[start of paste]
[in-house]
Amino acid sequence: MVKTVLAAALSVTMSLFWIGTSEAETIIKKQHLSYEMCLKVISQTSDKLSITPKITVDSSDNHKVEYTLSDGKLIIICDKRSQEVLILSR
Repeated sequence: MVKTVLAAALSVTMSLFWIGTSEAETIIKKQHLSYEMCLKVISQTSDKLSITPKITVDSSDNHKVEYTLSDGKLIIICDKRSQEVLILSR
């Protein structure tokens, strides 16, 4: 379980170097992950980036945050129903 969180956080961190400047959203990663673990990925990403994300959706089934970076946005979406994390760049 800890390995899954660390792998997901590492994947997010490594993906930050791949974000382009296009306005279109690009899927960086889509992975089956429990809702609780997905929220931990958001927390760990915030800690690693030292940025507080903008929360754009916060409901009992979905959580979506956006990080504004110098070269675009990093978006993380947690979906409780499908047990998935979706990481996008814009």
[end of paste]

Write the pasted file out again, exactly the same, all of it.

[in-house]
Amino acid sequence: MVKTVLAAALSVTMSLFWIGTSEAETIIKKQHLSYEMCLKVISQTSDKLSITPKITVDSSDNHKVEYTLSDGKLIIICDKRSQEVLILSR
Repeated sequence: MVKTVLAAALSVTMSLFWIGTSEAETIIKKQHLSYEMCLKVISQTSDKLSITPKITVDSSDNHKVEYTLSDGKLIIICDKRSQEVLILSR
């Protein structure tokens, strides 16, 4: 379980170097992950980036945050129903 969180956080961190400047959203990663673990990925990403994300959706089934970076946005979406994390760049 800890390995899954660390792998997901590492994947997010490594993906930050791949974000382009296009306005279109690009899927960086889509992975089956429990809702609780997905929220931990958001927390760990915030800690690693030292940025507080903008929360754009916060409901009992979905959580979506956006990080504004110098070269675009990093978006993380947690979906409780499908047990998935979706990481996008814009």